The Road To Kona

Our road to Kona, and by that I’m referencing the Ironman World Championship on the Big Island of Hawaii, began on a Sunday afternoon in April when a friend of my husband’s called to wish him congratulations.  Months previous, on a whim, my husband had added his name to the lottery for the Hawaii Ironman.  As you might know, each year there are about 1800 athletes that compete in this race.  While most of them must qualify by achieving excellent times at other races, 200 spots are reserved for the so-called ‘ common man’. This was dictated early on by the leaders of the race who believed that access to the race should not be available strictly to the elite athletes.  This year, some seven thousand people added their names to the lottery and the 200 lucky winners were scrolled at the end of the 70.3 World Championships.  My husband’s friend had watched the coverage and saw Tom’s name on the list.  

Taken by complete surprise, my husband, Tom, deliberated for quite some time before accepting his spot.  Without any idea that he’d be selected, he hadn’t planned on completing an Ironman this year.  Given the demands of his job and his desire to be a fully present husband, we both knew this commitment would take a toll on our lifestyle.  After accepting his spot, the work began.  Tom chose LifeSport, a coaching outfit out of Canada and the official coach of the Ironman race in Hawaii.  Each week Paul, Tom’s coach, logged workouts and each week Tom dutifully completed the workouts.  The schedule was punishing at times and there were full days that he seemed to be out on his bike or off for a long run.  But our kids, ages nearly 10 and nearly 13, are old enough to understand and respect Tom’s commitment and I was behind him all the way.  

Not wanting this effort to be a purely selfish endeavor, Tom sought a way to add meaning to the hours of training.  The Janus Charity Challenge allowed Tom to connect purpose to his passion by raising funds for the Alzheimer’s Association.  As most readers know, Tom’s mother was diagnosed with Alzheimer’s five years ago and the whole family was behind Tom in raising money to train and support caregivers of people with the disease.  What Tom didn’t expect was the outpouring of support and encouragement he received. There were personal emails speaking about Tom’s wonderful mother and was a tribute this was. And there were festivities.  Unbeknownst to Tom, a Bayada Team coordinated a "Go Tom Go" party in conjunction with a raffle of Phillies tickets to raise more money.  This added a whole new level of meaning to the race for all of us.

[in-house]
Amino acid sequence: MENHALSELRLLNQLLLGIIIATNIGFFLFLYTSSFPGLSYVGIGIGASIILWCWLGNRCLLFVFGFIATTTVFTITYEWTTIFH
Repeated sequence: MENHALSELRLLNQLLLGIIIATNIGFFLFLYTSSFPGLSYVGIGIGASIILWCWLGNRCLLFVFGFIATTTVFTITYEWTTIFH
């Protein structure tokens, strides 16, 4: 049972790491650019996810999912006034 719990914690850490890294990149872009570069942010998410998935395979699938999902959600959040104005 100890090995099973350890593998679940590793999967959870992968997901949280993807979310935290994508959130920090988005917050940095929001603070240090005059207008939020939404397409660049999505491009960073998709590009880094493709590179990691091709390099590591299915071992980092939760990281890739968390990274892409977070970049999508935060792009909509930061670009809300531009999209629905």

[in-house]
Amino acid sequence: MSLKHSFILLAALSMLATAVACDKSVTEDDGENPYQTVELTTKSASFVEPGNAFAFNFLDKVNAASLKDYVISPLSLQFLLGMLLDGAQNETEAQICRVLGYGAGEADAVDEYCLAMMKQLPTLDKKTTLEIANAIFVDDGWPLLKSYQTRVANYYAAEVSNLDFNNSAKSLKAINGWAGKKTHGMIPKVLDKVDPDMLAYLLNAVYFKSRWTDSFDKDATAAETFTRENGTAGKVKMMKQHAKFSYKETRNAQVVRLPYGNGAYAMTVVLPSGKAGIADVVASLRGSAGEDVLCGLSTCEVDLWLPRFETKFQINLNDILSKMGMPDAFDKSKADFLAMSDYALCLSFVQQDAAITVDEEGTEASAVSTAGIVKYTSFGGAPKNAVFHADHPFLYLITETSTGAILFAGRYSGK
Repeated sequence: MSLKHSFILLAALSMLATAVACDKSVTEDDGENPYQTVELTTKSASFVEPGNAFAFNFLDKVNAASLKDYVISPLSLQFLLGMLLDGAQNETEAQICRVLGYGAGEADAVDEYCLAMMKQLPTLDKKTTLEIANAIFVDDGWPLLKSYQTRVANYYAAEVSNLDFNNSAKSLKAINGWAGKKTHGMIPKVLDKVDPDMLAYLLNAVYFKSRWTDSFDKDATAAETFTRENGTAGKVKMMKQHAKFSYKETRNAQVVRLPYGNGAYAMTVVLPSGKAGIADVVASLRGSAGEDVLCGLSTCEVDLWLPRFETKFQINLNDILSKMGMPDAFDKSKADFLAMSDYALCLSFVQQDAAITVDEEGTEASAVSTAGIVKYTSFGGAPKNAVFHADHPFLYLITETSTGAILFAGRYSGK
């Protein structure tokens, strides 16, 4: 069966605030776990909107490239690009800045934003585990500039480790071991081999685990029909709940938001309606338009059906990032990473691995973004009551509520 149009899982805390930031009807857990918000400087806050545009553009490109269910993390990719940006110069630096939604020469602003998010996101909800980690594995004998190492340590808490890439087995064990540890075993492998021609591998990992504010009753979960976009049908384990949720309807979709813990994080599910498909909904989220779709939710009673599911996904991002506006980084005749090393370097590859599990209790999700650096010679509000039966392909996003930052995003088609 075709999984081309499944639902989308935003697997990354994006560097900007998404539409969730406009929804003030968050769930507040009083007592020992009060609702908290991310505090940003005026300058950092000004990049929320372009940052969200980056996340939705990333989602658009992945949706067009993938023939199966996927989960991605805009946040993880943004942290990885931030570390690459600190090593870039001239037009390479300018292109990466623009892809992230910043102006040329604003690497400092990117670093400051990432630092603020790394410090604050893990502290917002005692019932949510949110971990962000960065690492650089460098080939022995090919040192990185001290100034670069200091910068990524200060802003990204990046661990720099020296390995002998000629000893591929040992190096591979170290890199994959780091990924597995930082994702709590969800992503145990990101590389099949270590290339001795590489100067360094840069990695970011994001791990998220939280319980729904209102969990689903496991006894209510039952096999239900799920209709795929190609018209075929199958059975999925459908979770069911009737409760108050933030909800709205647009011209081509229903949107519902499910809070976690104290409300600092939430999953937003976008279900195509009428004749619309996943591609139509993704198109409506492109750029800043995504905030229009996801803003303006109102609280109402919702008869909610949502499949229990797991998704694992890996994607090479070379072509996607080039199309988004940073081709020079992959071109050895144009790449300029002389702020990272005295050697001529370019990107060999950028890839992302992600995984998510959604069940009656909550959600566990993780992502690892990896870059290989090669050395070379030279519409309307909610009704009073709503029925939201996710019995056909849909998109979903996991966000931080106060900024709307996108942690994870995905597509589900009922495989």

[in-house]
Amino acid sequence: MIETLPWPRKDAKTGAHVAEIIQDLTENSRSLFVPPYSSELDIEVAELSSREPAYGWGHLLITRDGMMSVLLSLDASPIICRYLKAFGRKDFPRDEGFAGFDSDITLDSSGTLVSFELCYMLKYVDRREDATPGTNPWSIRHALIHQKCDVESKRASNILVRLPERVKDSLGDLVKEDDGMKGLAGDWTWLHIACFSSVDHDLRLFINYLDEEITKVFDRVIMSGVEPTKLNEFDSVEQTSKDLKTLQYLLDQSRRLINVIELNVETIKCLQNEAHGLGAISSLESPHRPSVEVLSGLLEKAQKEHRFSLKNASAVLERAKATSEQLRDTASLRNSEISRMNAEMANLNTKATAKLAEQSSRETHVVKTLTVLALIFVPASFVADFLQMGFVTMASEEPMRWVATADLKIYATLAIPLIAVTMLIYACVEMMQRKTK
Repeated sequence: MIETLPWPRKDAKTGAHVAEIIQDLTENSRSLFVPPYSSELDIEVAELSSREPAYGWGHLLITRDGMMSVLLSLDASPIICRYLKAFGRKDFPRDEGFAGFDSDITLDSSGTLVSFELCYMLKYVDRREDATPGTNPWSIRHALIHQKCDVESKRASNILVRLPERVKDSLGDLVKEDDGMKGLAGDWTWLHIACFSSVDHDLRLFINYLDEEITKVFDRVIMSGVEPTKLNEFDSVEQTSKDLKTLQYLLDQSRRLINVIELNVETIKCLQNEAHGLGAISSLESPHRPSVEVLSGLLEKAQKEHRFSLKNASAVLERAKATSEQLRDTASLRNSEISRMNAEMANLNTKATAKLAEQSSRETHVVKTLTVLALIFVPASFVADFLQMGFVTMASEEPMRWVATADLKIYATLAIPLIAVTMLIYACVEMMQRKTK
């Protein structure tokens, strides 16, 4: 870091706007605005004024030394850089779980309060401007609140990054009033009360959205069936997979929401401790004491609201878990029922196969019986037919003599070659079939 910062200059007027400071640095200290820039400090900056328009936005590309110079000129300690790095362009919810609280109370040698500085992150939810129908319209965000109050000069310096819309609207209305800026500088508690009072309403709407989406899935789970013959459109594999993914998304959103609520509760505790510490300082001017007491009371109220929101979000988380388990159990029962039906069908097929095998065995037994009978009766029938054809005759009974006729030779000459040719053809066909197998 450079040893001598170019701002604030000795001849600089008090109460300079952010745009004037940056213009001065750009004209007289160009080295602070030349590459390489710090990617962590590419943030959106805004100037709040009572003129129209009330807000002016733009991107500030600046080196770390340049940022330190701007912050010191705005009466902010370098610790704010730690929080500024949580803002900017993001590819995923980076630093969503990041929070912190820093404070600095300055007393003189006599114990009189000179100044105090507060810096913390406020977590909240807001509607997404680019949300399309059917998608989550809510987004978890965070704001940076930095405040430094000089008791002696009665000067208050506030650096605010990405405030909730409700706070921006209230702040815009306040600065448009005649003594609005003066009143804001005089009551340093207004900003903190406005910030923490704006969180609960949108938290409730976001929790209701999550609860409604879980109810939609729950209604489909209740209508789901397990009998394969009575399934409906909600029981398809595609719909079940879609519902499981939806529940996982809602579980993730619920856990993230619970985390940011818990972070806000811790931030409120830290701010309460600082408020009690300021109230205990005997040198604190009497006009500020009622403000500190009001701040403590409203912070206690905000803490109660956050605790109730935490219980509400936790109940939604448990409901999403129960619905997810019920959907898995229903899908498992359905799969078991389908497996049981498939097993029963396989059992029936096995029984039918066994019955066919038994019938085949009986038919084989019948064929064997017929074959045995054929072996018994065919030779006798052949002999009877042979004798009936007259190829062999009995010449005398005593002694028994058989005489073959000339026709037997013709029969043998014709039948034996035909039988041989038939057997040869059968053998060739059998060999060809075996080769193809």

And now, all these months later, we’re here!  Kona, a town seemingly built around the west coast of the Big Island,  is packed chock full of triathletes from all over the world.  They walk, run and bike through the town at all hours of the day in preparation of the big day.  The men, long-legged and lean, run with the graceful lope of the gazelle.  And the women, about 27% of the field is women this year, are just as lean and powerful.  Here are people unafraid to show off their bodies but not in the self-conscious way of the fashionably beautiful. No, the athletes are strong and healthy and they wear their broad shoulders, flat stomachs, and bulging calf muscles like so many badges of honor.  Here, they seem to say, is the body that helped me achieve this moment.  

But I neglected to describe the island!  There is something primordial about Hawaii from the chunky black volcanic rocks outside my window to the breathtaking flora lining every road, every walkway.  Palm trees vault the skies and flowers in brilliant fuschias, canary yellows, deep purples burst forth as though they can’t contain themselves.  The water is, of course, a staggering blue in a shade so rich that I only see it in the skies of my native Pennsylvania.

This morning, I swam the Ironman swim course. Okay, I swam a fraction of the course.  But imagine my surprise as I was swimming along to see coral blooming beneath me teeming with fish and sea urchins.  Right here, beneath my nose.  Amazing.  After a wonderful meal at Lava Java, my new favorite restaurant, we are resting before out next adventure. Mahalo for reading, more tomorrow. 

One response to “The Road To Kona

  1. Thanks

    Laura – this is great. Thanks for letting me know about it. Good luck to Tom and if you have a chance, fly over Hualalai. One of the neatest things i ever did. Horseback riding through Mauna Kea pretty cool too. Enjoy your trip. It’s a magical place!

    Like

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